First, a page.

Concrete Reveries begins with an irreverent overview of its titular subject matter, concrete, that much-maligned substrate of the much-maligned modernist city. Despite its very real associations with the brutal and the ugly, Kingwell demonstrates that in many aspects it can be both humane and (yes) beautiful.

The narrative then gathers steam with a discussion of public spaces and their effects on social and political life. This begins with an examination of New York City, the canonical city of the twentieth century, then considers the critical role that citizens and the structure of the city play in civic discourse and democracy, and concludes with an examination of the Shanghai, the oft-described “city of the twenty-first century.”

In the chapter on New York, Kingwell aptly captures the vitality and spirit of this thriving metropolis. Central to this chapter is an examination of two experiential senses of New York: the orderly Cartesian grid north of 14th Street, and the chaotic Byzantine labyrinth south of 14th Street.

The orderly grid of north Manhattan forces its citizens into a fixed rhythmic cadence, where one is always properly oriented and has an exact sense of place. Exploring the northern part of the city by foot quickly becomes mechanistic experience, as the regularity of the grid orders, structures, and thus subtly controls the citizens who navigate it. The pedestrian experience of lower Manhattan is quite different. There, the chaotic mish-mash of streets forces citizens to into closer contact with one another as the metronomic regularity of the north Manhattan experience breaks down. It becomes easier to get lost or disoriented, there is a sense of discovery, of the unexpected, of surprise, even of danger. The citizen is forced out of reverie and called upon to think actively, to make decisions, to take chances. This is the Piraeus where democracy happens. Like the experience of navigating lower Manhattan, the experience of democracy is messy, inefficient, frustrating, and resistant to order; it is humanistic, not mechanistic, and thrives in synonymic environments.

By contrast, the description of Shanghai leaves one with the impression of a cold, soulless, postmodern Hell, an aggressive affront to democracy by the malignant communist-capitalist Janus that is twenty-first century China. Like the worst corporate blandscapes of American suburbia, where citizens avoid deserted streets in favour personal vehicular fiefdoms, there is a gaudy shallowness to Shanghai that the no amount of glitz can mask. This horrid amalgam has become the playground of the new wave of utopian architects, a clean slate where they can build fantastic structures untrammeled by the messiness and inefficiency of democracy. Kingwell summarizes this trend with the following prescient truism.

Utopian visions of western architecture can only be realised by the authoritarian and dictatorial regimes of the east.

What does this say about architects themselves, and their work? Modernist architecture, in its genesis, was intended to serve democracy (so mentions many a modernist manifesto), but the associative impulse of modernism, in architecture at least, tends towards what Kingwell calls a “latent fascism”. Architects openly bemoan the compromises required by active democracy, but in Shanghai they have found a willing and subservient pawn for their delusions of grandeur.

It would have been interesting at this point to have a comparison between Shanghai and Pyongyang, a city that Kingwell (oddly) never mentions. Both are quasi-artificial realizations of oppressive anti-democratic regimes (one of old-school Stalinist communism, one of new-school communocapitalism), both represent a disturbing dystopic vision imbued by their corresponding strident ideologies, and both are bleak and depressing results of modern architecture’s shameful subservience to totalitarianism in order to achieve its artistic ends.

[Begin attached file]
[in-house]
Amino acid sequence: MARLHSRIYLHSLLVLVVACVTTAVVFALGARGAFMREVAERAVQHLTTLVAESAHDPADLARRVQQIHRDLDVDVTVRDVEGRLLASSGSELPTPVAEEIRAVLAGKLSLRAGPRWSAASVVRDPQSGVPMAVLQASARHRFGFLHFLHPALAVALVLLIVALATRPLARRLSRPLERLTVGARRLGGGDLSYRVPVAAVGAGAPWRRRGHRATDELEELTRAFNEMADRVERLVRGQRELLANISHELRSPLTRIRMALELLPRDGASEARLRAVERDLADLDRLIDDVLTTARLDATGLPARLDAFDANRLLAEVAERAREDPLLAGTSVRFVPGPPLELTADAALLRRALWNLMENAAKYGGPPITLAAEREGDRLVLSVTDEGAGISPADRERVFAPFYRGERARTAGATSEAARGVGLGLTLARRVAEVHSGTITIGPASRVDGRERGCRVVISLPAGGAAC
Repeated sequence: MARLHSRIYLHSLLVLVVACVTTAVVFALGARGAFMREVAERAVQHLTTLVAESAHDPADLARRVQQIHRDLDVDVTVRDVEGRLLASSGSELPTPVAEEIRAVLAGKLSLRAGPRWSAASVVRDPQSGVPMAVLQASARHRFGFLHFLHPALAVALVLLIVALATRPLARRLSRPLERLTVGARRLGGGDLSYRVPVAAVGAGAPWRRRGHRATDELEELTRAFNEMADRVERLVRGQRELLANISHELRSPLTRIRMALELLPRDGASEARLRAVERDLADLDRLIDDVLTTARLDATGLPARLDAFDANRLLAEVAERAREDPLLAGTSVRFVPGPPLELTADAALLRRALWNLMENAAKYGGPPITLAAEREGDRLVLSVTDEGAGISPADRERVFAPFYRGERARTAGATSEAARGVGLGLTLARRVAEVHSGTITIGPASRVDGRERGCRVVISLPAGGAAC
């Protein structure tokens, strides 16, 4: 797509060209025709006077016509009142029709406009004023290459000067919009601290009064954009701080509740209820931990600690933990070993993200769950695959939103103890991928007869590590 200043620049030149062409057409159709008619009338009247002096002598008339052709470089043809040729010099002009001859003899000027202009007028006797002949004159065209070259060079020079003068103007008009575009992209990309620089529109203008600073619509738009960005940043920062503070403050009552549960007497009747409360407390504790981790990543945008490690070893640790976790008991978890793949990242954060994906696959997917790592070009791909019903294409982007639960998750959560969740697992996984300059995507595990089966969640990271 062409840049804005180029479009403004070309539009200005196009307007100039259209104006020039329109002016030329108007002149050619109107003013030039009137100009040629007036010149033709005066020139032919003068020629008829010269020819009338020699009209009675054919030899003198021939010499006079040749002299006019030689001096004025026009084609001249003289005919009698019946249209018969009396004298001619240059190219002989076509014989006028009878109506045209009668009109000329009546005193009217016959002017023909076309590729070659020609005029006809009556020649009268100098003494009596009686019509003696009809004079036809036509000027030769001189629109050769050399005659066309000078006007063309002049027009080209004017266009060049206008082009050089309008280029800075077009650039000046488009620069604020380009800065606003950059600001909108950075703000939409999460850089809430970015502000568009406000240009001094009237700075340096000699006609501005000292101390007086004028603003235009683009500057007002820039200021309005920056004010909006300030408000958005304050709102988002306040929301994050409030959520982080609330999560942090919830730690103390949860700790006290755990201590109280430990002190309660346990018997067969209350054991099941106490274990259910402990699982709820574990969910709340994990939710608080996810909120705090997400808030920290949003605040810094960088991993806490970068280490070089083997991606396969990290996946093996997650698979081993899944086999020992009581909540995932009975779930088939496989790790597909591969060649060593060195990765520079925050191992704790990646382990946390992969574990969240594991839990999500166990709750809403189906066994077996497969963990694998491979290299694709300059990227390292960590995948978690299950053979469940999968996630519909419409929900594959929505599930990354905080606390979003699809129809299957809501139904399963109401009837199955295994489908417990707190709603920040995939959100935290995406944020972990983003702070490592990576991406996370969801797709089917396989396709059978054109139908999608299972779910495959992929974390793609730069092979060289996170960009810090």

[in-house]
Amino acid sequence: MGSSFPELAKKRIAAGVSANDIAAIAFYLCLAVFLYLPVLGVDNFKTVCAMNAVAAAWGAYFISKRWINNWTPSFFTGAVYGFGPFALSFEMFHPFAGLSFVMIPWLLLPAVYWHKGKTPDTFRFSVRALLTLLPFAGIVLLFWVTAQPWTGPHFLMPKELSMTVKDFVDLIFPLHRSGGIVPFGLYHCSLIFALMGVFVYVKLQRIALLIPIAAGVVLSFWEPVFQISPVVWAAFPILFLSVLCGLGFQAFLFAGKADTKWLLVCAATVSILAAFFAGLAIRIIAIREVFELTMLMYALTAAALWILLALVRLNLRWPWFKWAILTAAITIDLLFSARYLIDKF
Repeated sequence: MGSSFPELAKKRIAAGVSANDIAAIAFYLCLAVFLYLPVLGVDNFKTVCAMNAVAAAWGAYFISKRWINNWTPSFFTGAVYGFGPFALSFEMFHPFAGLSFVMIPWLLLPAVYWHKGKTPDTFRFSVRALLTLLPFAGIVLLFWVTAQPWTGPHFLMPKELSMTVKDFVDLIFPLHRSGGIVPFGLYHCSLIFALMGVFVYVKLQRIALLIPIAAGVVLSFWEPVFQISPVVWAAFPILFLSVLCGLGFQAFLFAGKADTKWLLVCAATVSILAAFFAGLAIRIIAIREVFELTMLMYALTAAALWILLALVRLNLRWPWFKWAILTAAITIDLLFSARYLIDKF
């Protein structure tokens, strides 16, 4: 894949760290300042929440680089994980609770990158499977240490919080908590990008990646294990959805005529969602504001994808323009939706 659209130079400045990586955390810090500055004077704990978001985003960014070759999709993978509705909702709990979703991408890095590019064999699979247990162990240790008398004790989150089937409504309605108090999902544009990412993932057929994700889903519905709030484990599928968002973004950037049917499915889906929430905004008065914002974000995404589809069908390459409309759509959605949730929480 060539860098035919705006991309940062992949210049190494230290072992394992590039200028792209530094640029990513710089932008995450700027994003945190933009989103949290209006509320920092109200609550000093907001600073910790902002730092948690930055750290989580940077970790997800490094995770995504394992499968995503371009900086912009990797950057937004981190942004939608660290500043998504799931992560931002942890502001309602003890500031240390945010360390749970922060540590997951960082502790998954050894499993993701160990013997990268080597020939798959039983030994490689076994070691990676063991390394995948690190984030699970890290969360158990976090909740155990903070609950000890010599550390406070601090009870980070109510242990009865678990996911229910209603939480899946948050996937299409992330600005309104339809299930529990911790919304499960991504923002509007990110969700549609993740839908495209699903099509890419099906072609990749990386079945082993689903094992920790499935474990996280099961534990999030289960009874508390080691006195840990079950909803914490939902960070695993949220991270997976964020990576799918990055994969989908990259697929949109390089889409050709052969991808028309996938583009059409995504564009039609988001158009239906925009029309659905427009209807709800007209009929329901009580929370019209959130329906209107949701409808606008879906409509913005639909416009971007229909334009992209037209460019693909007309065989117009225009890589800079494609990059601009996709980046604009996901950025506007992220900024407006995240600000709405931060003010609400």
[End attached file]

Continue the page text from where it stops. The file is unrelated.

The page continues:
Kingwell succinctly describes Shanghai as “sometimes beautiful, often strange, and always oppressive.” If Shanghai represents a vision of the future city, then this vision is a terrible dystopian nightmare worth fighting against.

The subtitular chapter Consciousness and the City considers how civic architecture, and its dynamic with consciousness in space and time, relates to notions of free will and determinism. Kingwell provides two paradigmatic examples from western literature, from the dramas of Sophocles and the poetry of Robert Frost. The story of Sophocles’ Oedipus the King is one of fate (determinism): he is fated to kill is father and marry his mother, and this fate is represented by the spatiotemporal convergence of three roads where Oedipus unknowingly murders Laius. The three roads converge into one, and there is only one way forward for poor Oedipus (and hence no free will). Conversely, the story of Frost’s The Road Not Taken is not one of fate but is one of choice (free will): the protagonist is offered choice between two paths in the wood (and two paths in life). Here, the single road diverges into two roads, and he must decide whether to take the easy road (and its implicit shallow rewards) or the hard road (and its implicit greater rewards).

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Fascinating, you may say, but how does this relate to the modern city? Consider the earlier discussions on New York and Shanghai. The chaotic city, represented by New York (and in particular lower Manhattan) reflects the idea of free will, with its non-deterministic structure offering many divergences and spatiotemporal paths. This is democracy concretized. On the other hand, the ordered modern city, represented by Shanghai (and by modern suburban sprawl), reflects the idea of fate: all roads lead to their respective teleological ends, chaos and divergence have been subsumed by technological determinism. This is autocracy concretized.